WASHINGTON - Ambassador Susan Rice suggested Tuesday that China's growing concern about North Korea's nuclear tests presents the international community with a stronger diplomatic card to play against the Pyongyang regime.
"China has an interest in what transpires for North Korea," said Rice, who represents the United States at the United Nations. "They share a border. They want to see a North Korea that's stable. On that, we are in full agreement."
At the same time, Rice said forcefully that the United States and the international community have no intention of allowing North Korea either to have its own nuclear weapons program or export nuclear materials to other nations or rogue states. She called Pyongyang's underground nuclear test and test launches of short-range missiles "provocative, destabilizing and a threat."
Rice stressed in a series of network interviews that the Obama administration was happy with the initial show of solidarity, not only by China, but also Russia and a host of other nations whose leaders issued statements assailing Pyongyang for its actions.
"China has played a constructive role," Rice said. "We and our partners need to agree on a package (of sanctions) that will change its course. ... We leave the door open to diplomacy. We're prepared to step up our efforts to intercept and interdict prohibited cargo from North Korea, but obviously, we don't rule out any options."
North Korea is "trying to test whether they can intimidate the international community" with an its underground nuclear test and launching of short-range missiles, she said.
"But we are united, North Korea is isolated and pressure on North Korea will increase," said Rice, a day after President Barack Obama also harshly criticized Pyongyang, accusing it of engaging in "reckless" actions that have endangered Northeast Asia and the Korean peninsula.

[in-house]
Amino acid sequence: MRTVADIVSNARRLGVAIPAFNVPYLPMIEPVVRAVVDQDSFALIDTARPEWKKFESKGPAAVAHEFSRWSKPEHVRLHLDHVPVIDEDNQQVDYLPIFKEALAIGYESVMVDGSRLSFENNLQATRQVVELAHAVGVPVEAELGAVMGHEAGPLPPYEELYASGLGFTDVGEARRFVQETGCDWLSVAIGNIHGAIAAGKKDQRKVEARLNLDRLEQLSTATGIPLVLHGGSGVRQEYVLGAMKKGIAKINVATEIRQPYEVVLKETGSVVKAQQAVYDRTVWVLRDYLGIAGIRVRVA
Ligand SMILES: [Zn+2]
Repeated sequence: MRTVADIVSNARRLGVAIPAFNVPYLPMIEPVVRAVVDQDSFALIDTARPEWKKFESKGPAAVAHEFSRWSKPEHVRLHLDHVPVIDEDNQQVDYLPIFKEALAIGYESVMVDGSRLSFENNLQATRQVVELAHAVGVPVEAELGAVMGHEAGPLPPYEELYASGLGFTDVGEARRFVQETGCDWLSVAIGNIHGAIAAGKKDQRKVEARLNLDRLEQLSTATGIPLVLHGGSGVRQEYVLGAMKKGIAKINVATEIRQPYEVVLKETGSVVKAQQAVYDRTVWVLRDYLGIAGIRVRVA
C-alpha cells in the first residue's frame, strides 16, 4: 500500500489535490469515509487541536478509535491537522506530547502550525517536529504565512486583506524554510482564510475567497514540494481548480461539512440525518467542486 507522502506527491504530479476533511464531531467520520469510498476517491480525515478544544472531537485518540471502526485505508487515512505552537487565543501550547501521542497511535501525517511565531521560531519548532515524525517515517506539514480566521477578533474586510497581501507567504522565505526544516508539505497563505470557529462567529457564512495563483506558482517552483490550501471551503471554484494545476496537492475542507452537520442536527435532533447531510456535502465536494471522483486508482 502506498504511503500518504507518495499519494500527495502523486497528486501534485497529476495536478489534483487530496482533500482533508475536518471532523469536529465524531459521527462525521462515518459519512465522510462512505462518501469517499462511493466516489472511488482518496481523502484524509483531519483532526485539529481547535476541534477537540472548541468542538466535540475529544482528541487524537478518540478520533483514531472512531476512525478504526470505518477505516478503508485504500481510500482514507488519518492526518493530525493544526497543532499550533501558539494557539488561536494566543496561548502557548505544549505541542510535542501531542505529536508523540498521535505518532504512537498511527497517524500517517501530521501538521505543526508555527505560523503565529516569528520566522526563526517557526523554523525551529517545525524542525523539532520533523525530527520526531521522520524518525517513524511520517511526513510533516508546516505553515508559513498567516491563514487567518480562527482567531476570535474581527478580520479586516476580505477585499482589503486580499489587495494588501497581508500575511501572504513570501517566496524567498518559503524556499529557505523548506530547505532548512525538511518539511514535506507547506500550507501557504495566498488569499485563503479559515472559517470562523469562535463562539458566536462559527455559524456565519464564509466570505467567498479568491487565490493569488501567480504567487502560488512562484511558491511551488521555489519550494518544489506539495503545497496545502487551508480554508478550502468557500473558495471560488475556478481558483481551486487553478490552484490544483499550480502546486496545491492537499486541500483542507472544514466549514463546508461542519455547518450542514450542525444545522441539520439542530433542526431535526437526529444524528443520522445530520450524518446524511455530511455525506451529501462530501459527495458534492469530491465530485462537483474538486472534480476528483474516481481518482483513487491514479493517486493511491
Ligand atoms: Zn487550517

Speaking a day after the U.N. Security Council condemned the tests as a "clear violation" of a 2006 resolution banning the regime from developing a nuclear program, Rice said she believes Pyongyang "is surprisingly in tune to international reaction" and said she hoped that it can result in North Korea backing off from its nuclear intentions.
U.S. officials have been reluctant in this latest episode to discuss specifically what options are available for reining in Pyongyang, although neither the Obama administration nor the Bush and Clinton administrations before it ever publicly took the military response option off the table.
Across the spectrum of the American military and political establishment, there was harsh criticism of Pyongyang. House Speaker Nancy Pelosi, D-Calif., and Sen. John Kerry, D- Mass., on a visit to China, denounced it. Secretary of State Hillary Rodham Clinton had telephone consultations with her counterparts in a number of countries and the chairman of the Joint Chiefs of Staff, Adm. Mike Mullen, said North Korea was further isolating itself.
Said Kerry: "It's so contrary to common sense and to the interests of the country."
Rice acknowledged that U.N. Resolution 1718, passed by the Security Council in 2006, lacked strong sanction enforcement provisions and said that more recently, "we actually put teeth" in a developing resolution to supplant that one.
Asked why Pyongyang could be expected to honor any such resolution given its indifference in the past, she said that "North Korea is surprisingly in tune to international reaction and they are trying to test whether they can intimidate the international community."
The ambassador was interviewed on CNN, ABC's "Good Morning America," CBS's "The Early Show," NBC's "Today" show and MSNBC.
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